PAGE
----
[1] HM Treasury’s annual analysis of public expenditure (https://www.gov.uk/government/statistics/public-expenditure-statistical-analyses-2023) shows that government spending on all forms of transport was £43.6 billion in 2022-23, the last year for which figures are published. Expenditure on buses falls within the category of ‘local public transport,’ a category which also includes expenditure on trams and light rail services as well as some expenditure on walking and cycling. Expenditure on local public transport totalled £4.5 billion in 2022-23 compared with expenditure of £11.1 billion on roads and £25.9 billion on railways. CPT analysis of data from the Department for Transport, Scottish Government and Welsh Government estimates that expenditure on bus alone was around £3 billion in 2022-23.

[2] All polling figures, unless otherwise stated, are from YouGov Plc. Total sample size was 2,111 adults. Fieldwork was undertaken between 10th - 11th June 2024. The survey was carried out online. The figures have been weighted and are representative of all GB adults (aged 18+).

[3] See CPT Bus Facts

[4] Among those polled who believe investment in bus should be one of the next Government’s top three transport spending priorities:

  • A clear majority (56%) want more frequent bus services, and among those over 65 in this support rises to 62%.
  • A clear majority (54%) want money directed towards keeping fares low. Support for cheaper fares is particularly high among people intending to vote Liberal Democrat (57%) and among people intending to vote Labour (58%).
  • Significantly more people polled believe the next government should prioritise investment to provide more frequent buses (56%), to keep fares low (54%) or to create new routes (37%) than think they should prioritise bringing bus services under local authority control (26%).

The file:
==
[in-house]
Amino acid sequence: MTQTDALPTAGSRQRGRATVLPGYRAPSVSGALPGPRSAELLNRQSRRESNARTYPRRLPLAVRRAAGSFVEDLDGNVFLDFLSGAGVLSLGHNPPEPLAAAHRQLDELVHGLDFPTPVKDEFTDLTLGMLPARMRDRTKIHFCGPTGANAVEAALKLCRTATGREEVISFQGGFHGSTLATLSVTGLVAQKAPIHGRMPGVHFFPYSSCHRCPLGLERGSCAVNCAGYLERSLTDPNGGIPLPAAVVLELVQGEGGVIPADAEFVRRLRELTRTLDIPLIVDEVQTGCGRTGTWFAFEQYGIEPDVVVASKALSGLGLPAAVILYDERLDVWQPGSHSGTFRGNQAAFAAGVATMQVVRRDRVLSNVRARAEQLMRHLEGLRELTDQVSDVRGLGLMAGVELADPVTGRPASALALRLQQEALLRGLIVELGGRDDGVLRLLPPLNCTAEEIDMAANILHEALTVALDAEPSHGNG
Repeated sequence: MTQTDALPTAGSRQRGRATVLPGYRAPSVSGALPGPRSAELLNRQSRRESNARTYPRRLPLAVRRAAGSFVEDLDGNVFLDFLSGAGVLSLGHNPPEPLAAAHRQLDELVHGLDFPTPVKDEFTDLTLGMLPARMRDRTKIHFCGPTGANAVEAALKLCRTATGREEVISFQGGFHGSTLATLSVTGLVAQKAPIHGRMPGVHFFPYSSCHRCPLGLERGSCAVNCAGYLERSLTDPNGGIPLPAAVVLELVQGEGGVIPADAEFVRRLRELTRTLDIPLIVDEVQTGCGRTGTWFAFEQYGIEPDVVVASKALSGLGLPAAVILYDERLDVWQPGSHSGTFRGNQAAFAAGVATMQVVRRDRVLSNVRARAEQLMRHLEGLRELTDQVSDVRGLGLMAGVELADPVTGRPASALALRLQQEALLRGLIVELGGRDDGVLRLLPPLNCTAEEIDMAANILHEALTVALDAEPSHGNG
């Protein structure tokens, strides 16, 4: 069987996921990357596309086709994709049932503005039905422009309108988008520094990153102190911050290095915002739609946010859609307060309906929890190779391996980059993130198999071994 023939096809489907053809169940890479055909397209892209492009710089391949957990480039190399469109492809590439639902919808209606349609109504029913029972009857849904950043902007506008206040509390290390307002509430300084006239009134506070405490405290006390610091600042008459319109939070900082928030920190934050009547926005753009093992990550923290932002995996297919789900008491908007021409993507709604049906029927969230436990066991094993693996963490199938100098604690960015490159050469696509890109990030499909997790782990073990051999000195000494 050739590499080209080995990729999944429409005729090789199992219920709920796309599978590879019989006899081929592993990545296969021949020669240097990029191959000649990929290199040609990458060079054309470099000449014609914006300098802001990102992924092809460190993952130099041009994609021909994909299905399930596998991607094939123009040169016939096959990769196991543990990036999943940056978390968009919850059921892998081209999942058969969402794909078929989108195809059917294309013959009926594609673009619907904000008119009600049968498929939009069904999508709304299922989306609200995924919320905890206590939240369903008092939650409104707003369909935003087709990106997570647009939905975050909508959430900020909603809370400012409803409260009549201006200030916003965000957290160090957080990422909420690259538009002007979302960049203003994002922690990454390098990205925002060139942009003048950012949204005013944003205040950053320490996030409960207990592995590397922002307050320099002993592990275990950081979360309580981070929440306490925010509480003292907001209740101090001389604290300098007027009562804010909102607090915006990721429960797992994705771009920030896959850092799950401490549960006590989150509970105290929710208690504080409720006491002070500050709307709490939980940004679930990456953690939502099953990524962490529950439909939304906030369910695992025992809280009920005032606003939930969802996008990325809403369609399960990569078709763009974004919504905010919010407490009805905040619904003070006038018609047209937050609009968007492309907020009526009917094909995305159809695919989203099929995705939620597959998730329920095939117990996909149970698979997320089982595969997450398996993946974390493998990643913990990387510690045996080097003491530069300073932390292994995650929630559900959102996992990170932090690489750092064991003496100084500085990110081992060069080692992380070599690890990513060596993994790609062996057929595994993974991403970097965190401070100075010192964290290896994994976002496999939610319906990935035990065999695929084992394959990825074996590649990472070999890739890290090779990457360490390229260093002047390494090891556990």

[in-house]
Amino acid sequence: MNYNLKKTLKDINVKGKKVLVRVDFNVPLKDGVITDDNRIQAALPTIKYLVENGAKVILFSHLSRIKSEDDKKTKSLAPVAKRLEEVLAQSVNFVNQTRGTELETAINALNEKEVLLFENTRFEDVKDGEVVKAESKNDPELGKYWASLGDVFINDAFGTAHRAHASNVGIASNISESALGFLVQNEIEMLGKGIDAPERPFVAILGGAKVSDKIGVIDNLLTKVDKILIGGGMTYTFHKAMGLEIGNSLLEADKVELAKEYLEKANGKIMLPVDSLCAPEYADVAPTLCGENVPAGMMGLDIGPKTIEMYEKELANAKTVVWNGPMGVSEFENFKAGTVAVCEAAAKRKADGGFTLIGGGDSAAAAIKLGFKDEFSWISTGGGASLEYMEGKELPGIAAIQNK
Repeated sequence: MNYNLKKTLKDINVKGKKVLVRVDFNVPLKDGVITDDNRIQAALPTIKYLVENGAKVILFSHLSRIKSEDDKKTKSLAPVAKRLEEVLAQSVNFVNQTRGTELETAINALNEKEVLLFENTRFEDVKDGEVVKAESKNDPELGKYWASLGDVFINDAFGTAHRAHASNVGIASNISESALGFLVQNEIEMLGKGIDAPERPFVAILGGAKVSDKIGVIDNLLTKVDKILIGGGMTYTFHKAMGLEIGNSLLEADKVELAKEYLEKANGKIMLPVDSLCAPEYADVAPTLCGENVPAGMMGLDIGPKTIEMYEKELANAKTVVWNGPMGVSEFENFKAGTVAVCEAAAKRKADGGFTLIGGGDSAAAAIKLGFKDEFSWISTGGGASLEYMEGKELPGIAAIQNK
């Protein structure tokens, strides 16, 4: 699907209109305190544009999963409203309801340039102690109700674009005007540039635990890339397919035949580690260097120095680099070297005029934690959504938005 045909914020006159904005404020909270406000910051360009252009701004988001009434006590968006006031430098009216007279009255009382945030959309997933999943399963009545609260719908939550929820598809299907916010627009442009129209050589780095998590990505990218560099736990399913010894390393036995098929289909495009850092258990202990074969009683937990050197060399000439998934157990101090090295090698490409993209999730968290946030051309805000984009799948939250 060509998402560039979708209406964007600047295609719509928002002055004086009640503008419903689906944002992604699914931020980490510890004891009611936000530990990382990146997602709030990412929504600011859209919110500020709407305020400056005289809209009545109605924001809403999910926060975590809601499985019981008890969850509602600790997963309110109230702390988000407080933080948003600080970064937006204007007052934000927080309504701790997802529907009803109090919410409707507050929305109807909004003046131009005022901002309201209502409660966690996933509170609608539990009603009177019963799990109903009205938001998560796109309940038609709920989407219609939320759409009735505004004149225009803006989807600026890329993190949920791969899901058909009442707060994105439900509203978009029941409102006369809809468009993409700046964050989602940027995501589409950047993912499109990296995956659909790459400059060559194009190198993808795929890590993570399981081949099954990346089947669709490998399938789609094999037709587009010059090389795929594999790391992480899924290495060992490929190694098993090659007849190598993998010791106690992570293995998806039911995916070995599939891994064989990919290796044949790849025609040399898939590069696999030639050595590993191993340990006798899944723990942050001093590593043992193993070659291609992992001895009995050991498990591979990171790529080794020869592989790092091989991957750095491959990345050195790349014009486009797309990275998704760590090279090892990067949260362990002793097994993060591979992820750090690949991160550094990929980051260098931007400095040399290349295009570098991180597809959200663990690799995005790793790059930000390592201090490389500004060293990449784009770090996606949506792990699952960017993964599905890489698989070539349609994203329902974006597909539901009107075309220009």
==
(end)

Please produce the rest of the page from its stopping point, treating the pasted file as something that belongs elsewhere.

[5] 18% of those polled CPT’s manifesto for bus Driving Britain Forward was published in January 2024.

This sets out six key priorities including a call for a commitment from the next government to deliver a five year spending plan for buses (as happens in rail) since - regardless of the regulatory model - without a stronger focus on sustained investment it won’t be possible to meet bus passenger priorities (more services going to more places that are also more reliable and more swift). The manifesto also calls for measures to keep fares low when the current national fares cap ends in December.

Earlier this year CPT commissioned research to inform discussion about options for maintaining low fares over the long term. Alternatives to the national fare cap – how can the next government make bus travel more affordable for more people presents the findings of that study which examined the pros and cons of various forms of support including a continued fare cap.